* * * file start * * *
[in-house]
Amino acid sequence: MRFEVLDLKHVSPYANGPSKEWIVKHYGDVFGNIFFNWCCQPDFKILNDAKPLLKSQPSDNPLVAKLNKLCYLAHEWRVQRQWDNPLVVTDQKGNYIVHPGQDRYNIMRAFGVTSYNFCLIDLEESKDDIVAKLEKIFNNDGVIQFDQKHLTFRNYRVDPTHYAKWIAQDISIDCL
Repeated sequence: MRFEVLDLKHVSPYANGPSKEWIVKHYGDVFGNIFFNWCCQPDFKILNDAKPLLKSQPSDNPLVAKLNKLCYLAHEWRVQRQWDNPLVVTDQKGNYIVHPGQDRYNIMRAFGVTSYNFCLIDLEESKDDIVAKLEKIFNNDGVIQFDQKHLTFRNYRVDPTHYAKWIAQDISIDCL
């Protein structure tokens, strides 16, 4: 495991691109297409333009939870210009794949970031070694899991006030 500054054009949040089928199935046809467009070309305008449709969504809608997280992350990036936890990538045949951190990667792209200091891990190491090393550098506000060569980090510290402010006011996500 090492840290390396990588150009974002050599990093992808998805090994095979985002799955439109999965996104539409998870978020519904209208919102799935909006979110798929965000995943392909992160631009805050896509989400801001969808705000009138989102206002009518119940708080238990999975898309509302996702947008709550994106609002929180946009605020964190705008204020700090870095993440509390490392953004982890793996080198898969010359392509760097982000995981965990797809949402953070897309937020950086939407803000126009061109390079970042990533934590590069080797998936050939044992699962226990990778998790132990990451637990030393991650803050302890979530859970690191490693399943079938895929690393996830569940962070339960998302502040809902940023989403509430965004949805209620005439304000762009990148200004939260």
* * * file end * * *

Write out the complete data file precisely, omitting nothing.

[in-house]
Amino acid sequence: MRFEVLDLKHVSPYANGPSKEWIVKHYGDVFGNIFFNWCCQPDFKILNDAKPLLKSQPSDNPLVAKLNKLCYLAHEWRVQRQWDNPLVVTDQKGNYIVHPGQDRYNIMRAFGVTSYNFCLIDLEESKDDIVAKLEKIFNNDGVIQFDQKHLTFRNYRVDPTHYAKWIAQDISIDCL
Repeated sequence: MRFEVLDLKHVSPYANGPSKEWIVKHYGDVFGNIFFNWCCQPDFKILNDAKPLLKSQPSDNPLVAKLNKLCYLAHEWRVQRQWDNPLVVTDQKGNYIVHPGQDRYNIMRAFGVTSYNFCLIDLEESKDDIVAKLEKIFNNDGVIQFDQKHLTFRNYRVDPTHYAKWIAQDISIDCL
């Protein structure tokens, strides 16, 4: 495991691109297409333009939870210009794949970031070694899991006030 500054054009949040089928199935046809467009070309305008449709969504809608997280992350990036936890990538045949951190990667792209200091891990190491090393550098506000060569980090510290402010006011996500 090492840290390396990588150009974002050599990093992808998805090994095979985002799955439109999965996104539409998870978020519904209208919102799935909006979110798929965000995943392909992160631009805050896509989400801001969808705000009138989102206002009518119940708080238990999975898309509302996702947008709550994106609002929180946009605020964190705008204020700090870095993440509390490392953004982890793996080198898969010359392509760097982000995981965990797809949402953070897309937020950086939407803000126009061109390079970042990533934590590069080797998936050939044992699962226990990778998790132990990451637990030393991650803050302890979530859970690191490693399943079938895929690393996830569940962070339960998302502040809902940023989403509430965004949805209620005439304000762009990148200004939260």